Alcohol Abuse


From a celebratory toast of a victory to unwinding after a hard day’s work, alcohol has firmly fixed itself in American society. While alcohol abuse isn’t quite the same as alcoholism, it can lead to some of the same debilitating withdrawal symptoms. Researchers are finding medical marijuana treatment can help ease alcohol abuse symptoms and take the pain out of the withdrawal process.

What Is Alcohol Abuse?

Alcohol abuse can be just as troublesome as alcoholism and turn into a serious problem. It’s a pattern where you drink too much alcohol at any given time. It interferes with everyday life. You could be struggling with it regardless of whether you consume too much alcohol at one time or drink frequently throughout the week. Alcohol abuse is also harmful to personal relationships and impair your ability to function normally  and at work and in professional settings and other areas of your life.

Alcohol abuse can lead to alcoholism, a physical dependency on alcohol. And, if you drink too much at once, it can result in alcohol poisoning.

Now, not all people who drink alcohol will necessarily become addicted. But some individuals seem to be more susceptible to addiction than others.

Differences Between Alcohol Abuse and Alcoholism

While they are closely related and symptoms can overlap, alcohol abuse and alcoholism aren’t the same. Alcoholism is where you’re physically and psychologically dependent on alcohol. You build up a tolerance to it and will even continue to drink despite alcohol-related problems.

abuse vs alcoholism

For instance, some individuals may only drink once during the week, but when they do drink, they put themselves in risky situations, or they may drink enough to cause issues like alcohol poisoning. Some people who abuse alcohol eventually become alcoholics.

You’re abusing alcohol when:

  • If you’re female, drink more than three alcoholic beverages at one time, or you drink seven or more times a week.
  • If you’re male, drink more than four alcoholic beverages at one time, or you drink fourteen or more times a week.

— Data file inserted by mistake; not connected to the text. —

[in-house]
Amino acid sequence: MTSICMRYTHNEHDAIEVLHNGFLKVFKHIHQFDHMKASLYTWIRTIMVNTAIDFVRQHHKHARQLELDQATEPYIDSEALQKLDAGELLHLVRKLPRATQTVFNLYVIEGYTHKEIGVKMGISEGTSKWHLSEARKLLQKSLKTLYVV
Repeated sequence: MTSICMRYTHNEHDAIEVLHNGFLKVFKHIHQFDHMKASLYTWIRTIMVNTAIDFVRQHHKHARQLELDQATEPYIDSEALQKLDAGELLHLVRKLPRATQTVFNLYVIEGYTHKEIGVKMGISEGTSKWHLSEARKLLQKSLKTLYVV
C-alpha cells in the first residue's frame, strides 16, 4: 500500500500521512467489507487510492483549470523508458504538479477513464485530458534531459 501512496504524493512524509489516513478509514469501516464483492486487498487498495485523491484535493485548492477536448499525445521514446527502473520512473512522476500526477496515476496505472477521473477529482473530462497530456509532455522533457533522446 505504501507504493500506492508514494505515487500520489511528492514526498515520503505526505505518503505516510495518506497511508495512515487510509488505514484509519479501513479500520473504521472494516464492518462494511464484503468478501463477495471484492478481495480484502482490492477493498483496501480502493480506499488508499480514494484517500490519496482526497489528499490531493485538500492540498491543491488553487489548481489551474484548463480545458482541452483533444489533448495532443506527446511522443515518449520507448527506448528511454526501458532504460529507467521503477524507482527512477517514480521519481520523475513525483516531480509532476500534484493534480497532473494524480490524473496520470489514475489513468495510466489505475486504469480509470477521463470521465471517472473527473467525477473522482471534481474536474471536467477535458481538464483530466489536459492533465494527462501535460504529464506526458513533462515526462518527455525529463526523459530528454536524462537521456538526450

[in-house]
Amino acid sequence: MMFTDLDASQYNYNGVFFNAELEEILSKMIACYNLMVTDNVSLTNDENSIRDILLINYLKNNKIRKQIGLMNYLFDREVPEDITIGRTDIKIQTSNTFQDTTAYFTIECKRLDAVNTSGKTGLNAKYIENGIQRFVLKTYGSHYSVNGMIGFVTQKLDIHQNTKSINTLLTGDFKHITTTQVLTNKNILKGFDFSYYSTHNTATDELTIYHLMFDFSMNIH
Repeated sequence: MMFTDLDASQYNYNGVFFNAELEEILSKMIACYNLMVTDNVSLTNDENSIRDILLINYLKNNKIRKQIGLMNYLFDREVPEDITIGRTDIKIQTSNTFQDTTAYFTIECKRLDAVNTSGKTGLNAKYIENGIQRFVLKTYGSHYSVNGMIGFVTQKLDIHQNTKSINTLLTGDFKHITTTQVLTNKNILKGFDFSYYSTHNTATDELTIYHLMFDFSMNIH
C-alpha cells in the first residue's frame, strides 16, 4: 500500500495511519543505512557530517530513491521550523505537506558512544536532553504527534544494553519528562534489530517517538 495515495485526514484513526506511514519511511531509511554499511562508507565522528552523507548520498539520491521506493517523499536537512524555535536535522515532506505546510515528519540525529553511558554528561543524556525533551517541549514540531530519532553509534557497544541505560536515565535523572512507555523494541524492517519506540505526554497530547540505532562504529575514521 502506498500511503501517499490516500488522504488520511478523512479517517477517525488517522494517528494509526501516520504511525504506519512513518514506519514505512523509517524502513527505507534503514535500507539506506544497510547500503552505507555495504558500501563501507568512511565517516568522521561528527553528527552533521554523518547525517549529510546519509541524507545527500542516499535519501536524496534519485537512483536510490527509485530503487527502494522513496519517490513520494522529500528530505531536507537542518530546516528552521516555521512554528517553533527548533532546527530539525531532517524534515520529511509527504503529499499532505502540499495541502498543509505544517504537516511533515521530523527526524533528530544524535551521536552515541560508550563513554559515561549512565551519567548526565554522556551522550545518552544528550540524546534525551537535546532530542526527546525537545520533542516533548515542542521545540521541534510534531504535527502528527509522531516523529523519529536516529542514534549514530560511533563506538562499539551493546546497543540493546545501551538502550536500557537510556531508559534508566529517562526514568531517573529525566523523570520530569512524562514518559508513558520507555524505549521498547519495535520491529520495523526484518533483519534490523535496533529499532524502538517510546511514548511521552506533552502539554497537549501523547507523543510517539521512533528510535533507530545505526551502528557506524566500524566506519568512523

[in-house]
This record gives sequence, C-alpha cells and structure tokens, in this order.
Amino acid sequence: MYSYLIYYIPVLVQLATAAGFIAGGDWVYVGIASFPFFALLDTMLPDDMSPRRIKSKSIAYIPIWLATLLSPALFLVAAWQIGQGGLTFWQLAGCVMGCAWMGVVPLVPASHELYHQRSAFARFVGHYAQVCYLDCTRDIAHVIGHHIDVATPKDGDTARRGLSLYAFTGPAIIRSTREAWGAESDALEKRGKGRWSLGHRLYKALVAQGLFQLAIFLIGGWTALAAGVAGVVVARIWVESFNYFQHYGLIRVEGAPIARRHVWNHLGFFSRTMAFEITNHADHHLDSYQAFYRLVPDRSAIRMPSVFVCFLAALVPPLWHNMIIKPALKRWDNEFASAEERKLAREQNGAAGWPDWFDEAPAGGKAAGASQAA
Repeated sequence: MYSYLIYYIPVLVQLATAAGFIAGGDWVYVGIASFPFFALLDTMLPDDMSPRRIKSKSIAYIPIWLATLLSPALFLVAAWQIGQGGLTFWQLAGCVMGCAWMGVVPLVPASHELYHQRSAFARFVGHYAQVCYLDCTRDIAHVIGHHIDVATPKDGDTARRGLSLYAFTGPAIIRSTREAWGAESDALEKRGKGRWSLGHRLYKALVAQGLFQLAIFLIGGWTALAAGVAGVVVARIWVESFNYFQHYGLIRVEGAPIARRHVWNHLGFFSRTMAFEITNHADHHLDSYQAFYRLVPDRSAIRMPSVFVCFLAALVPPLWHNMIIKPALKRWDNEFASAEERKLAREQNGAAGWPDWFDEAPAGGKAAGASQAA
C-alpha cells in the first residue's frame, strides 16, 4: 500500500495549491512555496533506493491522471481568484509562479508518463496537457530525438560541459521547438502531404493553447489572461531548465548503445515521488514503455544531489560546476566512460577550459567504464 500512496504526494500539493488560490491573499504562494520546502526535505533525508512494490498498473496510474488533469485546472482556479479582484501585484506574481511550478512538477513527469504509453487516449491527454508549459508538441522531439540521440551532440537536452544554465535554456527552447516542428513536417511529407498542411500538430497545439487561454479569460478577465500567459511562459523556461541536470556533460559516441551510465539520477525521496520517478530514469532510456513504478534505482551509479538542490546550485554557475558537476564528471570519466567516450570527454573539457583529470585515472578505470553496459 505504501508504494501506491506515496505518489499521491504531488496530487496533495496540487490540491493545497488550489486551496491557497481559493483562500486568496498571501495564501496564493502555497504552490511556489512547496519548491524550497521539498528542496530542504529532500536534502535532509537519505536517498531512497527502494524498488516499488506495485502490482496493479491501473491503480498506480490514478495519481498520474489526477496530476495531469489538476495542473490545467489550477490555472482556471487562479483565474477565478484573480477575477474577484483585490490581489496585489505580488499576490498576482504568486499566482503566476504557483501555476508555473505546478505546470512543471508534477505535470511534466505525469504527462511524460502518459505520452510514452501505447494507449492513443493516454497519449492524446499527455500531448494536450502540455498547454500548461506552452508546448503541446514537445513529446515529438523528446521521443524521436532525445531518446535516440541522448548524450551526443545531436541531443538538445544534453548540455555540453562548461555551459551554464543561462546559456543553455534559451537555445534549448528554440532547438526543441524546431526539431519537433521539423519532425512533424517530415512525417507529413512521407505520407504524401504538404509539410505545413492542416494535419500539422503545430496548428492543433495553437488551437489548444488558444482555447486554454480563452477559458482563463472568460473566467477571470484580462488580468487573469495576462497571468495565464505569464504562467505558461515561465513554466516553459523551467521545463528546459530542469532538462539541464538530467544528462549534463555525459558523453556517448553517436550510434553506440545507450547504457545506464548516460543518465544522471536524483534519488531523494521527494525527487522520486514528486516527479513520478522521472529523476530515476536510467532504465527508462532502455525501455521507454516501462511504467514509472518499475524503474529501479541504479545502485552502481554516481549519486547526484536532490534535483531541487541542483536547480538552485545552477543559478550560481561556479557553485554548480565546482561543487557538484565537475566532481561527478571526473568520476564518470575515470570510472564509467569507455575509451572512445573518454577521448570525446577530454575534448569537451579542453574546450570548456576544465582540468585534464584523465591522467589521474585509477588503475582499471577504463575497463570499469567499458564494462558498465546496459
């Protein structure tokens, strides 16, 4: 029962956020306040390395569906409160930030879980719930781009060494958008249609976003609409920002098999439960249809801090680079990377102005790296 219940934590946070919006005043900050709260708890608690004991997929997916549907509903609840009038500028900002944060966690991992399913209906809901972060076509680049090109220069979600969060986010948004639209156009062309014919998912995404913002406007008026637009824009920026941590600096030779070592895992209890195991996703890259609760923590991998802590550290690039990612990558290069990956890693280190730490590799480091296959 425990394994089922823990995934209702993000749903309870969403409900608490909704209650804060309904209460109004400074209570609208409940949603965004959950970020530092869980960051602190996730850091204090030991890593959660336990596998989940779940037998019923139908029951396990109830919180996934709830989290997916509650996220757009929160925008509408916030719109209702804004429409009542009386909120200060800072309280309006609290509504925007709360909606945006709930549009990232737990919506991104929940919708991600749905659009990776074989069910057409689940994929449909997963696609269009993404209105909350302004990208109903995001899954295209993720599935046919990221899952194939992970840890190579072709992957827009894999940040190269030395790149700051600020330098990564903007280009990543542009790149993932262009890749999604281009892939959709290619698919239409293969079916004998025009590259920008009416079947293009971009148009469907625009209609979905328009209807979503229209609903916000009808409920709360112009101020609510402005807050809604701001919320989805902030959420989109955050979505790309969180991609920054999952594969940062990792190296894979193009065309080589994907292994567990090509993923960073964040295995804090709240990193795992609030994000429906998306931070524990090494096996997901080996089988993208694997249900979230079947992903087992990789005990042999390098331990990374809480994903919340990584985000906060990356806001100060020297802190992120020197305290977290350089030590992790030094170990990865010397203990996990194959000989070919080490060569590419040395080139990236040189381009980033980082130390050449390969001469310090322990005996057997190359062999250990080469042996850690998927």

• Your dependence on alcohol harms your relationships, work or health or causes legal issues.

Symptoms of Alcohol Abuse

Those suffering from alcohol abuse don’t always experience the same symptoms. The symptoms you experience will depend on certain factors, like your medical history or genetic makeup. Although symptoms of alcohol abuse do vary, certain behaviors and risk factors are indicative of a potential problem.

  • Family member who abuses or abused alcohol
  • Depression or anxiety
  • Loss of interest in school, work or favorite activities
  • A lack of interest in friends or family
  • Restlessness or insomnia
  • Preoccupation or obsession with drinking
  • Blackouts or memory losses
  • Reckless and risk-seeking behaviors
  • Driving under the influence
  • Working while intoxicated or hungover
  • Injuries or accidents after drinking
  • Alcohol-related medical concerns
  • Sweaty, anxious, shaky or sickness after consumption
  • Violent or erratic behavior

Types of Alcohol Abuse

Research on alcohol abuse identifies five types of alcohol abuse. Evidence suggests younger adults make up half of Americans who abuse alcohol.

The five alcohol abuse types are:

Young adult subtype: These make up 32% of U.S. alcohol abusers. They’re young adults — around 20 to 24 years old — who don’t seek help for alcohol dependence. When they drink, they often binge drink.

Young antisocial subtype: These make up 21% of U.S. alcohol abusers. They’re, on average, 26 years old and typically start drinking at the age of 15. They’re also more likely to smoke weed and tobacco.

Functional subtype: Functional dependence accounts for up 19% of alcohol abusers. They’re typically middle-aged adults who work and have higher incomes, more education and stable relationships. They usually drink every other day and consume over five drinks when drinking.

Intermediate familial subtype: These make up 19% of alcohol abusers. Most have a family history of or genetic link to alcoholism. These individuals usually begin drinking around 17 years old.

Chronic severe subtype: These make up around 9 percent of alcohol abusers. This is a rare subtype that dominantly affects males. Illicit drug use and high divorce rates are also associated with chronic severe alcohol dependence.